7 accounting challenges start-ups face
Starting your own business can present some interesting challenges but here are key finance tips to help you overcome the hurdle
Simon Smith, general manager of MYOB UK Business Division, the accounting software supplier, highlights the seven main concerns facing those starting out in business in 2006.
The prospect of being your own boss is as attractive as ever. Whether the goal is to build an empire around a great idea, fulfil entrepreneurial ambitions, become your own boss or simply downshift, over 180,000 people in the UK choose to strike out in business on their own every year. But securing financial backing is just one of a host of worries for the small business owner.
Starting your own business can present some interesting challenges. We recently asked our customer base to tell us about the major hurdles they faced when starting out and found some common concerns emerged. The results made for interesting reading:
1. Raising finances: Raising adequate funds to finance a business is one of the most important, but yet one of the most difficult hurdles faced by any budding small business owner. The key here is to think professionally for example, if you are going to the bank to secure a loan, take along a professional record of accounts. Also be aware that the true measure of success is cash flow. Sound records will help keep track of available finances and plan for the future.
2. Lack of accounting knowledge: It is unusual for small business owners to have an accounting background which is often a cause for concern, given that failing to keep records up to date can seriously impact the survival of a business. However, there are easy to use software packages that will take the pain of accounting away from the business owner, leaving you time to focus on running and growing your business.
3. Planning for future growth: many small business owners want to grow their business, however as it expands, the basic needs of the business may change. This is particularly true in relation to accounting software and I would advise that small business owners consider the future growth of their company before investing in new technology. Software should be easily scalable and have a clear upgrade path so that it can easily accommodate changes as your business grows.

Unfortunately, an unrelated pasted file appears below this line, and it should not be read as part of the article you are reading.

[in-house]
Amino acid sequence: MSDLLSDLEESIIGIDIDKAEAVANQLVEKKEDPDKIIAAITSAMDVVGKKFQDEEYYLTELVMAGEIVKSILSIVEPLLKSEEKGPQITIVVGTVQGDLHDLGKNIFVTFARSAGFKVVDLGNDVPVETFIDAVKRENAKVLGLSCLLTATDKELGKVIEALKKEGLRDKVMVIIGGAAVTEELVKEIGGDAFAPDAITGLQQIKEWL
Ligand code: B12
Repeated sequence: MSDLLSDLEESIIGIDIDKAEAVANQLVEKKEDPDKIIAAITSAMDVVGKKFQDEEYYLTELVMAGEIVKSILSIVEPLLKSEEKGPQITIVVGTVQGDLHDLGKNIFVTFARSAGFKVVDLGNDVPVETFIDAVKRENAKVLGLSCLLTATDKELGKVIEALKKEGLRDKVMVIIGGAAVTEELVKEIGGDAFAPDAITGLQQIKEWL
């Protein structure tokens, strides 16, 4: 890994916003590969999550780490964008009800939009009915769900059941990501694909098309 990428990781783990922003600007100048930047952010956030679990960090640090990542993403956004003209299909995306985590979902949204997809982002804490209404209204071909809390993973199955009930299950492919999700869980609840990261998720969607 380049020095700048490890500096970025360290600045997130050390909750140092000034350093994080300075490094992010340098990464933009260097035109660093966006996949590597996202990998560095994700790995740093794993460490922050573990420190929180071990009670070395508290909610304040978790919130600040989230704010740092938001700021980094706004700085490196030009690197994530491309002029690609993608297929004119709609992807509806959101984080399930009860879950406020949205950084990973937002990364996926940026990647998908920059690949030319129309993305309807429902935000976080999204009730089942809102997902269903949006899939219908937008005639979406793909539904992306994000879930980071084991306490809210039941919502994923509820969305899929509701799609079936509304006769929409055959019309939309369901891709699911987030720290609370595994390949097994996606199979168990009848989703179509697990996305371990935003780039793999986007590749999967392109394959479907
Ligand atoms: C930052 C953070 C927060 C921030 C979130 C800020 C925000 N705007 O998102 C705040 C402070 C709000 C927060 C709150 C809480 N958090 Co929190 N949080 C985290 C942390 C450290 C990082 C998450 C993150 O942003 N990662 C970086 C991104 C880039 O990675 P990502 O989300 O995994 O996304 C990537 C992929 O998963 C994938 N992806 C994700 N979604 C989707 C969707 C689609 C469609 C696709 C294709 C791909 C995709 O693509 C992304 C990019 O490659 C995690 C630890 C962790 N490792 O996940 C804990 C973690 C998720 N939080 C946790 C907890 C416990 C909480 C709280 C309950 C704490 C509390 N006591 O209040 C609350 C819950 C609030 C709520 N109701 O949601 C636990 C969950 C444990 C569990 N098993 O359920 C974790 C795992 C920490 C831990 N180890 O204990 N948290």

4. Lack of technical knowledge: It is necessary to embrace new technology in order to make the most of your business, yet many people struggle in this area. There are easy courses available to get you on track and also many vendors will offer support from their team of experts to keep you on track and out of trouble.
5.Training and consultancy: This is a simple question of who do you turn to for help. Starting out on your own can be a lonely journey and I would encourage small business owners to seek out professional support. Many accountants specialise in providing such value-add services and can add significant value to a small business.
6. VAT confusion: cash or accrual? Many people are unaware of the difference between the cash or accrual methods of accounting for VAT. So put simply, the accrual method means that you pay tax when the invoice is raised, even if you have not received the payment, whilst the cash basis allows you to pay VAT on sales when you receive payment from your customer. Getting professional advice on such issues could improve cash flow for your business.
7. Changes in government legislation: Small businesses can often be unaware of government incentive schemes which can be of benefit to them. Take for example the PAYE on-line filing (payroll year end reports) incentive scheme that was introduced by HMRC last year. According to an MYOB survey earlier this year, 27% of small businesses in the UK were still unaware of the cash-back incentive for filing PAYE returns online two months before the deadline. Small business owners should use the services of their accountant to keep up to date with changing legislation.